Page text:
Karen Anson laughs. “I didn’t say anything,” she says, pointing at the monitor behind Hall.
“We’re doing an isotope scan, Hall,” says Dutton. “How the bugs get into the body. Thought you should watch it.”
“I assume it was inhaled,” says Hall. “Not likely it’s absorbed through the skin.”
“That’s what we’ll find out now,” says Dutton. “The mechanism of death.”
A textbook page on screen discusses “UROKINASE I-131 LOCALIZATION OF ACUTE INTRAVASCULAR THROMBOSIS,” by J. Brunnell, G. Hobby, and R. Green, in the Journal of Human Investigation 3; 485, 1970. The study is about the clinical diagnosis of intravascular thrombus formation. Urokinase idodine-131 is introduced to three fibrin polymers, forming a connection at the center of the molecule when in solution. Urokinase is a thrombolytic drug, sometimes called a “clot-busting” drug. It helps the body produce a substance that dissolves unwanted blood clots. Urokinase is used to treat blood clots in the lungs.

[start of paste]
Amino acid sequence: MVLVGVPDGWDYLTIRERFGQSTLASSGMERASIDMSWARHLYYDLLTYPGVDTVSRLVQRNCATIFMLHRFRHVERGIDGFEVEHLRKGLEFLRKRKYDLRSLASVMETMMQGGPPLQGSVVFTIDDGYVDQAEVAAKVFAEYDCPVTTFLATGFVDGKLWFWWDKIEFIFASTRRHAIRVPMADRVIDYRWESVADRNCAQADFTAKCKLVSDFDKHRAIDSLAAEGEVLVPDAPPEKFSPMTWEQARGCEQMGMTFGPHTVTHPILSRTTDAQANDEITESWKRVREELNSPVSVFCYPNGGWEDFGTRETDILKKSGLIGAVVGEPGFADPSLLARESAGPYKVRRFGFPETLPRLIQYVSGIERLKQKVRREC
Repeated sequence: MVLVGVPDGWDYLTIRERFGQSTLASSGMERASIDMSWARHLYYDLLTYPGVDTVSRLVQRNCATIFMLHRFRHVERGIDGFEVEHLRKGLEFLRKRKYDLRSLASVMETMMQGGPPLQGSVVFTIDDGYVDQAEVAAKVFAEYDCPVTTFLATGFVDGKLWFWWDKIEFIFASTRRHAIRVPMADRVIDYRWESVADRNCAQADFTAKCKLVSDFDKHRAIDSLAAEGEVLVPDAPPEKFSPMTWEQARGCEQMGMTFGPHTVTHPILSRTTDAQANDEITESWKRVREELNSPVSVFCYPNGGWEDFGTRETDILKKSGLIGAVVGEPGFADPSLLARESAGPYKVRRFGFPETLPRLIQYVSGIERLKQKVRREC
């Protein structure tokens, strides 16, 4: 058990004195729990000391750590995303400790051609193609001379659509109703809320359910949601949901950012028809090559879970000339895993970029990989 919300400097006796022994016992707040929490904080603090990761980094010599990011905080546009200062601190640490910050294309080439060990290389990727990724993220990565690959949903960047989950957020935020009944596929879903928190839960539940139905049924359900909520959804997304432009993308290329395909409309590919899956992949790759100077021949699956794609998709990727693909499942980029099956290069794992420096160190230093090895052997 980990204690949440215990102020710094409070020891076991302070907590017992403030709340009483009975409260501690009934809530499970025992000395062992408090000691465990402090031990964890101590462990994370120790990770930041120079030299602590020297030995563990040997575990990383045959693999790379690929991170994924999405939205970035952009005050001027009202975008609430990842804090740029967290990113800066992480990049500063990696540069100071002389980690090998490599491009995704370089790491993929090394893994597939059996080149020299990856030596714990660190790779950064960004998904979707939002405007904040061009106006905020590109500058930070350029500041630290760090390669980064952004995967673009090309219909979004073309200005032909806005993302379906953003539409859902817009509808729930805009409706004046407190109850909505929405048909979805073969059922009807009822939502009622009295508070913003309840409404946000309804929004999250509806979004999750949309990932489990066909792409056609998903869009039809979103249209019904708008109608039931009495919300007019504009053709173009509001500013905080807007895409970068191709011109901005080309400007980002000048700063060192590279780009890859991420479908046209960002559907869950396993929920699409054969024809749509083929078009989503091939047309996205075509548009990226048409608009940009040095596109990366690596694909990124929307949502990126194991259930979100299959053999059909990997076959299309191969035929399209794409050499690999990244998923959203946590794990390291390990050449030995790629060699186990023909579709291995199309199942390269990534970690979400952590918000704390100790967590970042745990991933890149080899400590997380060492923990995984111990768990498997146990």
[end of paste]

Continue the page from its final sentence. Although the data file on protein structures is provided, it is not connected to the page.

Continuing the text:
A label saying “NUCLEAR MAGNASCANNER” appears onscreen. A bowl-shaped mechanism appears above an immobilized rhesus monkey.
A split-screen shows a milky fluid being injected into the monkey’s femoral artery.
Dutton brings up a monitor with several blocky, monkey-shaped diagrams on screen.
The dead mouse in its cage is dropped next to the monkey on the examination table.